Monday, September 17, 2012

bring me the head of euell gibbons

My maternal grandfather, Berry Hester Miles, was a breakfast-eatin' kind of guy.

He liked my granmother's staple breakfast of bacon or Gunnoe's sausage, accompanied by eggs however you'd like them, with a side of toast, the latter buttered and broiled on the top rack of the oven. He also liked her pancake breakfast. My grandmother was a great scratch cook, but for pancakes, she always used Aunt Jemima's mix, and the finished product was eaten with plenty of butter and Karo pancake syrup.

He'd also sometimes whip up his own breakfast. In season, he'd gather the fallen crabapples from the apple tree in our backyard - the apple tree had a fork in the middle that made for easy climbing to a certain height even for a height-averse non-climbing kid like me, and it also served as first or third base during my solo baseball games, depending on whether I was hitting plastic balls toward or away from the house. Anyway, he'd pick up the small, lumpy, green apples right off the ground, discarding the ones that had rotten spots and avoiding the ones that already attracted the attention of bees. Then he'd take them into the house, peel them, and fry them up in a skillet.

He'd go to the Smoky Mountains twice a year, once with the whole family in the summer, and again in the fall during the Crafts Fair, but making the latter trip just with my grandmother. (We thought it was cute that they still liked to be alone together as a couple.) Every time, he'd go to the Old Mill in Pigeon Forge and buy a five-pound bag of buckwheat flour. When he got home, he'd have my grandmother make him buckwheat pancakes for weeks on end. None of the rest of us could stand the taste, but he was all about it.

And he also loved Grape Nuts. This fiber-rich breakfast cereal was the mainstream natural-foods health-conscious breakfast champion of the '70s, before there was Kashi or Colon Blow. Hell, it had been around since 1898.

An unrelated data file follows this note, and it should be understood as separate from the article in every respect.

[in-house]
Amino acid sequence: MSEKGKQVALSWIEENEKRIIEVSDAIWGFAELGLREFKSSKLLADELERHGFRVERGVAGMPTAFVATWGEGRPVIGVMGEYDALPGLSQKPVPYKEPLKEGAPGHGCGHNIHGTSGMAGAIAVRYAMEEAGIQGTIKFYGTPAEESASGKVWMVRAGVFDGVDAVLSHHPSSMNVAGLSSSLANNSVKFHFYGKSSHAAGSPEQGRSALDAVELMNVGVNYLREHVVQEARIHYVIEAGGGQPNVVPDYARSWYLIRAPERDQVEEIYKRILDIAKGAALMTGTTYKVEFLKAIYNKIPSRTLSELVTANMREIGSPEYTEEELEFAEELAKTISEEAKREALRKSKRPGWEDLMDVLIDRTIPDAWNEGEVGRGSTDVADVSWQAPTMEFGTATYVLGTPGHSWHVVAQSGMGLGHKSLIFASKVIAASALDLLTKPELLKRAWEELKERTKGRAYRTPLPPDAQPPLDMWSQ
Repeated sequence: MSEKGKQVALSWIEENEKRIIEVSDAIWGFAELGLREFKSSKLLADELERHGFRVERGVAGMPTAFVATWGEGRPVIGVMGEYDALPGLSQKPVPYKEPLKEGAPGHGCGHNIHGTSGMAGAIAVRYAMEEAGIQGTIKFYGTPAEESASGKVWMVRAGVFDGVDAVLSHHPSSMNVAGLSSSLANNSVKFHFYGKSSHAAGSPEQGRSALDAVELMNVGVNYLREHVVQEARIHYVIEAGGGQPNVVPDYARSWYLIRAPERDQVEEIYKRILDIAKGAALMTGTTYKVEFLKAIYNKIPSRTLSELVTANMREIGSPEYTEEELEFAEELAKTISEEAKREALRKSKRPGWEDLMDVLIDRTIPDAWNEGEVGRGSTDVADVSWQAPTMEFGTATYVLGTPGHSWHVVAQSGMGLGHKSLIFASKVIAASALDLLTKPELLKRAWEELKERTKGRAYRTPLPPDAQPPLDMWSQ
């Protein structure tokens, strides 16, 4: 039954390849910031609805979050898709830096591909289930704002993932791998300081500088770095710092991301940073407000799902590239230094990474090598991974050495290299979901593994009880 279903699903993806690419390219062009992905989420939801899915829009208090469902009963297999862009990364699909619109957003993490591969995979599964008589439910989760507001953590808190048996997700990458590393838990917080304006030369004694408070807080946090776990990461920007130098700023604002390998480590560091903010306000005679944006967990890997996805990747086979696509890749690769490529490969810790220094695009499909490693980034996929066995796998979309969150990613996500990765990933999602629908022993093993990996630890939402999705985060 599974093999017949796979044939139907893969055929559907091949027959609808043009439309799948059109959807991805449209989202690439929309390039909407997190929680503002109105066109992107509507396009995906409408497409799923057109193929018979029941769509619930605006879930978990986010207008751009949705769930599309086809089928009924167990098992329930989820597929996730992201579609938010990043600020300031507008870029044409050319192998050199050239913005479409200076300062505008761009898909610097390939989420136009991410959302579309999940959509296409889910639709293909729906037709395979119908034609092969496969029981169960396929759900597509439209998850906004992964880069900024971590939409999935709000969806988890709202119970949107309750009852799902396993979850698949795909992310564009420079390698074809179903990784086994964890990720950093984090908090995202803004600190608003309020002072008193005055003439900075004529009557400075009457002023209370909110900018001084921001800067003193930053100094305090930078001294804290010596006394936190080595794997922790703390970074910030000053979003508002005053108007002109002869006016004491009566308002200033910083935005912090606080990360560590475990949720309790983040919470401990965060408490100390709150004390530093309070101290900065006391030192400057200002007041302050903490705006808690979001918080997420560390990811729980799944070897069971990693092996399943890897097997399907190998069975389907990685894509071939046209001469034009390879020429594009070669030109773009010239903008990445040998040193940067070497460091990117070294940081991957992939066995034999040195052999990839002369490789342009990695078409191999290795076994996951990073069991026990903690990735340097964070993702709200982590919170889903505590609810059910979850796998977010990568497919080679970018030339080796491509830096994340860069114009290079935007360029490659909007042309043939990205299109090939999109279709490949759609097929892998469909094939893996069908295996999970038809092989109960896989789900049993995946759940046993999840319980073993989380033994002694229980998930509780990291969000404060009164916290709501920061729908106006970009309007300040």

But in the America of the 1970s, the face of Grape Nuts was Euell Gibbons. I only knew him from the Grape Nuts commercials, but apparently his 1960s books on natural foods happened to hit the best-seller list a minute ahead of the counterculture, and that movement's interest in all things organic and non-processed helped make Gibbons into a minor celebrity, despite him not only being over 30 but over 50. Today, Gibbons would almost certainly host TV shows on both the Food Network and the National Geographic Channel.

"It Gets You Back To Nature" was the most well-known Grape Nuts slogan of the '70s, as seen in this commercial featuring said Euell Gibbons:

Anyway, one fateful morning, my grandfather ate not one, not two, but three bowls of Grape Nuts.

At one sitting. Voluntarily.

This was highly unusual - he loved food but was not a glutton by nature. Plus it's hard work to eat even one bowl of Grape Nuts, much less three.

Afterwards, my granmother asked him, "Berry, why did you eat three bowls?"

His answer: "Because it tasted good."

Anyway, after he ate the three bowls of Grape Nuts, a short time passed. Then we heard him move swiftly into the bathroom, hurriedly close the door, then turn on the bathroom fan.

And he didn't come out of the bathroom for an hour and a half.

When he did finally emerge from his toilet sojourn, he saw us looking at him quizzically.

He said, "Well, that really got me back to nature!"

Then he walked back through the hallway toward his bedroom, chuckling all the way.